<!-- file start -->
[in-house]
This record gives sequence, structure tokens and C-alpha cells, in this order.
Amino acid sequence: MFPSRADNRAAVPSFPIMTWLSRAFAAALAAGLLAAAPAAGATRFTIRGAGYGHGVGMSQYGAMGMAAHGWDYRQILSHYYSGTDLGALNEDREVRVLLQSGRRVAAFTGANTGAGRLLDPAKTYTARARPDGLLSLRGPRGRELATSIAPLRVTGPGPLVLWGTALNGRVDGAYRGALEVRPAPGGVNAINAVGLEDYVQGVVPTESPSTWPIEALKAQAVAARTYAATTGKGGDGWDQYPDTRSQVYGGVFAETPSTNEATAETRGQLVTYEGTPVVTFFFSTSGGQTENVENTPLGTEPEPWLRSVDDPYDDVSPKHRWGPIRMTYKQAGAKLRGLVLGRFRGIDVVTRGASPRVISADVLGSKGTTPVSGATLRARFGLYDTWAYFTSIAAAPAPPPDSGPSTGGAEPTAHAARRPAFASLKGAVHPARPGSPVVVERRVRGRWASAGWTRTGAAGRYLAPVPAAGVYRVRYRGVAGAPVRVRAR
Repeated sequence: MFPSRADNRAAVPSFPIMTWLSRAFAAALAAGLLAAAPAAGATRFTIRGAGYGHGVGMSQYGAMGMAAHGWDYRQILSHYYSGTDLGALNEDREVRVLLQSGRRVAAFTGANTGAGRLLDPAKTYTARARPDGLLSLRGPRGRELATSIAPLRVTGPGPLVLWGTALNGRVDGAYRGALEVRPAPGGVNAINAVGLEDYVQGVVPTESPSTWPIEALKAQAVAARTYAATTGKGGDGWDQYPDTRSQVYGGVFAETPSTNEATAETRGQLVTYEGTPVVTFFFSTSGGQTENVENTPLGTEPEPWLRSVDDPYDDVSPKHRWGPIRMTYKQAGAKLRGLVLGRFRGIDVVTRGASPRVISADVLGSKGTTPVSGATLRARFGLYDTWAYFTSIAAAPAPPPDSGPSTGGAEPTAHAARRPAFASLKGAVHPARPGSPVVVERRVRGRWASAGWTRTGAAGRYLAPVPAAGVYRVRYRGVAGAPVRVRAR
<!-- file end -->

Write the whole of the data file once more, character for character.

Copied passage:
[in-house]
This record gives sequence, structure tokens and C-alpha cells, in this order.
Amino acid sequence: MFPSRADNRAAVPSFPIMTWLSRAFAAALAAGLLAAAPAAGATRFTIRGAGYGHGVGMSQYGAMGMAAHGWDYRQILSHYYSGTDLGALNEDREVRVLLQSGRRVAAFTGANTGAGRLLDPAKTYTARARPDGLLSLRGPRGRELATSIAPLRVTGPGPLVLWGTALNGRVDGAYRGALEVRPAPGGVNAINAVGLEDYVQGVVPTESPSTWPIEALKAQAVAARTYAATTGKGGDGWDQYPDTRSQVYGGVFAETPSTNEATAETRGQLVTYEGTPVVTFFFSTSGGQTENVENTPLGTEPEPWLRSVDDPYDDVSPKHRWGPIRMTYKQAGAKLRGLVLGRFRGIDVVTRGASPRVISADVLGSKGTTPVSGATLRARFGLYDTWAYFTSIAAAPAPPPDSGPSTGGAEPTAHAARRPAFASLKGAVHPARPGSPVVVERRVRGRWASAGWTRTGAAGRYLAPVPAAGVYRVRYRGVAGAPVRVRAR
Repeated sequence: MFPSRADNRAAVPSFPIMTWLSRAFAAALAAGLLAAAPAAGATRFTIRGAGYGHGVGMSQYGAMGMAAHGWDYRQILSHYYSGTDLGALNEDREVRVLLQSGRRVAAFTGANTGAGRLLDPAKTYTARARPDGLLSLRGPRGRELATSIAPLRVTGPGPLVLWGTALNGRVDGAYRGALEVRPAPGGVNAINAVGLEDYVQGVVPTESPSTWPIEALKAQAVAARTYAATTGKGGDGWDQYPDTRSQVYGGVFAETPSTNEATAETRGQLVTYEGTPVVTFFFSTSGGQTENVENTPLGTEPEPWLRSVDDPYDDVSPKHRWGPIRMTYKQAGAKLRGLVLGRFRGIDVVTRGASPRVISADVLGSKGTTPVSGATLRARFGLYDTWAYFTSIAAAPAPPPDSGPSTGGAEPTAHAARRPAFASLKGAVHPARPGSPVVVERRVRGRWASAGWTRTGAAGRYLAPVPAAGVYRVRYRGVAGAPVRVRAR